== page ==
Przemyslaw Radomski: Ever wonder what it would take for Greece or the other debt ridden nations to leave the euro? According to a UBS report there are no such provisions. It appears that the only way that a country could leave in a legal way is to negotiate an amendment to create an opt-out clause. That would likely take a long time and would require a negotiation with the entire European Union with possible referenda to be held in some of the countries.
According to the UBS report: “While enduring the protracted process of negotiation, which may be vetoed by any single government or electorate, the potential secessionist will experience most or all of the problems we highlight …(bank runs, sovereign default, corporate default, and what may be euphemistically termed ‘civil unrest’).
Leaving abruptly would result in a lengthy bank holiday and massive lawsuits and require the willingness to simply thumb your nose in the face of any European court, as contracts of all sorts would have to be voided. The Greek government would have to “conveniently” pass a law that would require all Greek businesses to pay back euro contracts in the “new drachma,” giving cover to their businesses, who simply could not find the euros to repay.”
After that hurdle one would wonder who outside Greece would want to take the “new drachma” in exchange for goods that Greece does not produce on its own?
According to the World Gold Council, gold demand, which dropped in the second quarter of this year, is expected to strengthen by the end of 2011 driven by jewelry buying in India and China and recovery in investment demand. Jewelry buying in India and China, which together account for 55 percent of global jewelry demand, remains strong in the short and longer term as the number of wealthy people is expected to grow, “In the third quarter, we are going to see strong investment numbers, because of the European crisis, the debt downgrade in the United States and poor economic figures coming from the United States, which have created a concern in investors’ mind that we may be heading back to another recession,” WGC Managing Director for Investment Marcus Grubb told Reuters. Economic worries have fueled investment into gold bars and coins on the western markets in the third quarter, he said.
Central banks, which have purchased 198 tons of gold to boost reserves in the first six months of this year, have kept buying in the third quarter and are expected to continue this trend later in the year.
In addition, it is unlikely that the heavily indebted European counties will sell their gold reserves because the reserves are merely a pittance when compared to their mountain of debt – at least at today’s prices.
To see how this price might change in the future, let’s move to the technical part of today’s essay. We will begin with the analysis of the yellow metal (charts courtesy by http://stockcharts.com).
In the short-term SPDR Gold ETF (NYSE:GLD) chart above, we see that price levels have moved below the rising support line. There has been a breakdown below the support line based on daily closing prices, but this has not yet been seen with respect to the support line based on intra-day lows. A breakdown below this second support line also appears likely however.
In this week’s long term chart for silver (NYSE:SLV), RSI levels indicate that we are likely seeing the beginning of a bigger downswing towards the 50–week moving average. This is presently close to the $34 level and at this point appears to be a valid downside target. It appears most likely at this time that this local bottom is a few weeks away.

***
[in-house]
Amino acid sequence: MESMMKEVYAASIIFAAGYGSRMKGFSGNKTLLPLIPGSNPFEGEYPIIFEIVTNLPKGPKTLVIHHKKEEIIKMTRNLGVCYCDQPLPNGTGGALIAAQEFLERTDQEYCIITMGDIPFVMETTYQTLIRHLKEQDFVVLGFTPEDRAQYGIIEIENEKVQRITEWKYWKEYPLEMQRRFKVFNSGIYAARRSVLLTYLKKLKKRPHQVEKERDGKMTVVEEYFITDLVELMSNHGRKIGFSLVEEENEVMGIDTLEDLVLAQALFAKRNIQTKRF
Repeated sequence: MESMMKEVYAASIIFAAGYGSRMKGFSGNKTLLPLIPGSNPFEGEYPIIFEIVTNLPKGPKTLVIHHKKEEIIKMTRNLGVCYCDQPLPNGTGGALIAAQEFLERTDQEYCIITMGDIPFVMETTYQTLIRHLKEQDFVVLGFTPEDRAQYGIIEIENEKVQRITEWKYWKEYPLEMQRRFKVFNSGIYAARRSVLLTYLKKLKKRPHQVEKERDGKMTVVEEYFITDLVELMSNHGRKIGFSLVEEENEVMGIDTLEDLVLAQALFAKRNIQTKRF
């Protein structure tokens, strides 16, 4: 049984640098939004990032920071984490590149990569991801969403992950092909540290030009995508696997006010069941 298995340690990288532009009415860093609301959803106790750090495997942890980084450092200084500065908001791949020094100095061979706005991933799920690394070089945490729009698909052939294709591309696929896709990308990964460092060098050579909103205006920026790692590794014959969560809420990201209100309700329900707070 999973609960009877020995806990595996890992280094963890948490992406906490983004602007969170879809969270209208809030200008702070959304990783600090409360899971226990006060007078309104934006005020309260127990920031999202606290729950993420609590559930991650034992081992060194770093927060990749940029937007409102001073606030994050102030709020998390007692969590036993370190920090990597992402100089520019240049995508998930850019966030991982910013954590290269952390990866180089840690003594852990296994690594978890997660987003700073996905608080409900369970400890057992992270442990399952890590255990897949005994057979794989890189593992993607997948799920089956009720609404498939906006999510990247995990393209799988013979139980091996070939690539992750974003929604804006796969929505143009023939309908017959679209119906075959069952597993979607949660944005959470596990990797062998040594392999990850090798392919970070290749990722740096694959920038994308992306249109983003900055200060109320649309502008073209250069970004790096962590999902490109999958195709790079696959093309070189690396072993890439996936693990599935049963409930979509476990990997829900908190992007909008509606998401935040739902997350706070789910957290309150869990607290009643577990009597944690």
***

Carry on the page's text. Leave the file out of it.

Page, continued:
In the short-term iShares Silver ETF (NYSE:SLV) chart, we see that a breakdown is visible but it has not yet been confirmed. The situation is clearly more bearish than it has been for the past month. The breakdown which is indicated here has also been confirmed by silver’s long-term chart.
If you consider the signals coming from the market, you will surely notice that the outlook for both gold (NYSE:DZZ) and silver (NYSE:ZSL) is bearish. At the moment, we believe that the situation might get exacerbated by the action in currencies. We discussed this on September 13th, in our essay on the U.S. dollar and gold. To remind just a few points we made:
(…) the situation in the USD Index is bullish this week and quite the opposite is true for the Euro Index. (…) The influence of these currencies is likely to be very visible throughout the precious metals sector. It appears that the key signal to watch for this week is whether the USD Index can retain its upside potential. This would greatly increase the probability of lower precious metals’ prices in the weeks ahead.
This confirms the bearish signals from the precious metals sector itself.
Summing up, the situation in gold is bearish for the short term and is certainly more bearish than it appeared at the beginning of the week. Such a sentiment is now confirmed by the gold market. The current situation for silver is very much the same as it is for gold, which is quite bearish for the short term. Additional confirmation comes from the recent action in both the Euro Index and in the U.S. Dollar Index.
To make sure that you are notified once the new features are implemented, and get immediate access to my free thoughts on the market, including information not available publicly, we urge you to sign up for our free e-mail list. Sign up for our gold & silver mailing list today and you’ll also get free, 7-day access to the Premium Sections on my website, including valuable tools and charts dedicated to serious PM Investors and Speculators. It’s free and you may unsubscribe at any time.
Thank you for reading. Have a great weekend and profitable week!